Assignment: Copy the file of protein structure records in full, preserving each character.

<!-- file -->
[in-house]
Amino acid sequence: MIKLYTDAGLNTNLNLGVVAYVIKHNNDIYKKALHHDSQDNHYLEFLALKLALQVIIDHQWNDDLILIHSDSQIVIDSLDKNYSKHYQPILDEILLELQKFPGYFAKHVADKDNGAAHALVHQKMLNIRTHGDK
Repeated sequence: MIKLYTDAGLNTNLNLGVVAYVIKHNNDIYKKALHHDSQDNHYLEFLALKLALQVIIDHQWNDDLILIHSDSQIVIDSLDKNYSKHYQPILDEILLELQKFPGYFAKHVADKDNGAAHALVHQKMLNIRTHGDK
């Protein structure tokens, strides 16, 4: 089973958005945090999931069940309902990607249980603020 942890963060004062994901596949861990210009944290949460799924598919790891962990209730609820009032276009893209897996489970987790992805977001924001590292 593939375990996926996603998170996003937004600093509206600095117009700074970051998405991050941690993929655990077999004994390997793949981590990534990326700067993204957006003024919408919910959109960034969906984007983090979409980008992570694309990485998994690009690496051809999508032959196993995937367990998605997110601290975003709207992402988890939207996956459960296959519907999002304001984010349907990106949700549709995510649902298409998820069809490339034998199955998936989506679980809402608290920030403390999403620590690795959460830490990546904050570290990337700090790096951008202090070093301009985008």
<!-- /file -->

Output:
[in-house]
Amino acid sequence: MIKLYTDAGLNTNLNLGVVAYVIKHNNDIYKKALHHDSQDNHYLEFLALKLALQVIIDHQWNDDLILIHSDSQIVIDSLDKNYSKHYQPILDEILLELQKFPGYFAKHVADKDNGAAHALVHQKMLNIRTHGDK
Repeated sequence: MIKLYTDAGLNTNLNLGVVAYVIKHNNDIYKKALHHDSQDNHYLEFLALKLALQVIIDHQWNDDLILIHSDSQIVIDSLDKNYSKHYQPILDEILLELQKFPGYFAKHVADKDNGAAHALVHQKMLNIRTHGDK
């Protein structure tokens, strides 16, 4: 089973958005945090999931069940309902990607249980603020 942890963060004062994901596949861990210009944290949460799924598919790891962990209730609820009032276009893209897996489970987790992805977001924001590292 593939375990996926996603998170996003937004600093509206600095117009700074970051998405991050941690993929655990077999004994390997793949981590990534990326700067993204957006003024919408919910959109960034969906984007983090979409980008992570694309990485998994690009690496051809999508032959196993995937367990998605997110601290975003709207992402988890939207996956459960296959519907999002304001984010349907990106949700549709995510649902298409998820069809490339034998199955998936989506679980809402608290920030403390999403620590690795959460830490990546904050570290990337700090790096951008202090070093301009985008």